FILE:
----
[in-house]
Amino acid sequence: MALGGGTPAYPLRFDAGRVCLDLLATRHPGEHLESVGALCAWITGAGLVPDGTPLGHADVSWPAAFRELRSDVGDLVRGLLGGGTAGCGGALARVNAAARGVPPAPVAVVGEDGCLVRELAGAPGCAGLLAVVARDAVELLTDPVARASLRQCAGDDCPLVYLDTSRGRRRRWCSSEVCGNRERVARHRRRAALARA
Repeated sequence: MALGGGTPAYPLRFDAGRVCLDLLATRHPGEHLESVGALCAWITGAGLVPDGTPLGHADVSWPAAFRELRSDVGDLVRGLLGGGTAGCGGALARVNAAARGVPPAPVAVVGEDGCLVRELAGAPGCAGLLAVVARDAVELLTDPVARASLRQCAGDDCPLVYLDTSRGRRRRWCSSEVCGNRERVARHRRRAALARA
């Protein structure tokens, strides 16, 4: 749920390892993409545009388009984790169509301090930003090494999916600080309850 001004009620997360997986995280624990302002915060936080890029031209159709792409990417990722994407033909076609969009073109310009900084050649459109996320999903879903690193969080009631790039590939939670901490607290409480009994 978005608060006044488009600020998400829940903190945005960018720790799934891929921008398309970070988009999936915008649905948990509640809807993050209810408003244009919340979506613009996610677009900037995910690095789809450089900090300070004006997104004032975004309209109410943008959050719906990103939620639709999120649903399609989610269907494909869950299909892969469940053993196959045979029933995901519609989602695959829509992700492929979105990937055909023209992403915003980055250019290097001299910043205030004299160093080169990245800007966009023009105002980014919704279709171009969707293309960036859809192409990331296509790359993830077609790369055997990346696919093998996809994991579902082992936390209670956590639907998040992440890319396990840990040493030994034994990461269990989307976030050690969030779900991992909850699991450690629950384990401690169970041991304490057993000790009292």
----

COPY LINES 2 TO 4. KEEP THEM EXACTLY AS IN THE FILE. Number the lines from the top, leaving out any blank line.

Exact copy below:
Amino acid sequence: MALGGGTPAYPLRFDAGRVCLDLLATRHPGEHLESVGALCAWITGAGLVPDGTPLGHADVSWPAAFRELRSDVGDLVRGLLGGGTAGCGGALARVNAAARGVPPAPVAVVGEDGCLVRELAGAPGCAGLLAVVARDAVELLTDPVARASLRQCAGDDCPLVYLDTSRGRRRRWCSSEVCGNRERVARHRRRAALARA
Repeated sequence: MALGGGTPAYPLRFDAGRVCLDLLATRHPGEHLESVGALCAWITGAGLVPDGTPLGHADVSWPAAFRELRSDVGDLVRGLLGGGTAGCGGALARVNAAARGVPPAPVAVVGEDGCLVRELAGAPGCAGLLAVVARDAVELLTDPVARASLRQCAGDDCPLVYLDTSRGRRRRWCSSEVCGNRERVARHRRRAALARA
């Protein structure tokens, strides 16, 4: 749920390892993409545009388009984790169509301090930003090494999916600080309850 001004009620997360997986995280624990302002915060936080890029031209159709792409990417990722994407033909076609969009073109310009900084050649459109996320999903879903690193969080009631790039590939939670901490607290409480009994 978005608060006044488009600020998400829940903190945005960018720790799934891929921008398309970070988009999936915008649905948990509640809807993050209810408003244009919340979506613009996610677009900037995910690095789809450089900090300070004006997104004032975004309209109410943008959050719906990103939620639709999120649903399609989610269907494909869950299909892969469940053993196959045979029933995901519609989602695959829509992700492929979105990937055909023209992403915003980055250019290097001299910043205030004299160093080169990245800007966009023009105002980014919704279709171009969707293309960036859809192409990331296509790359993830077609790369055997990346696919093998996809994991579902082992936390209670956590639907998040992440890319396990840990040493030994034994990461269990989307976030050690969030779900991992909850699991450690629950384990401690169970041991304490057993000790009292």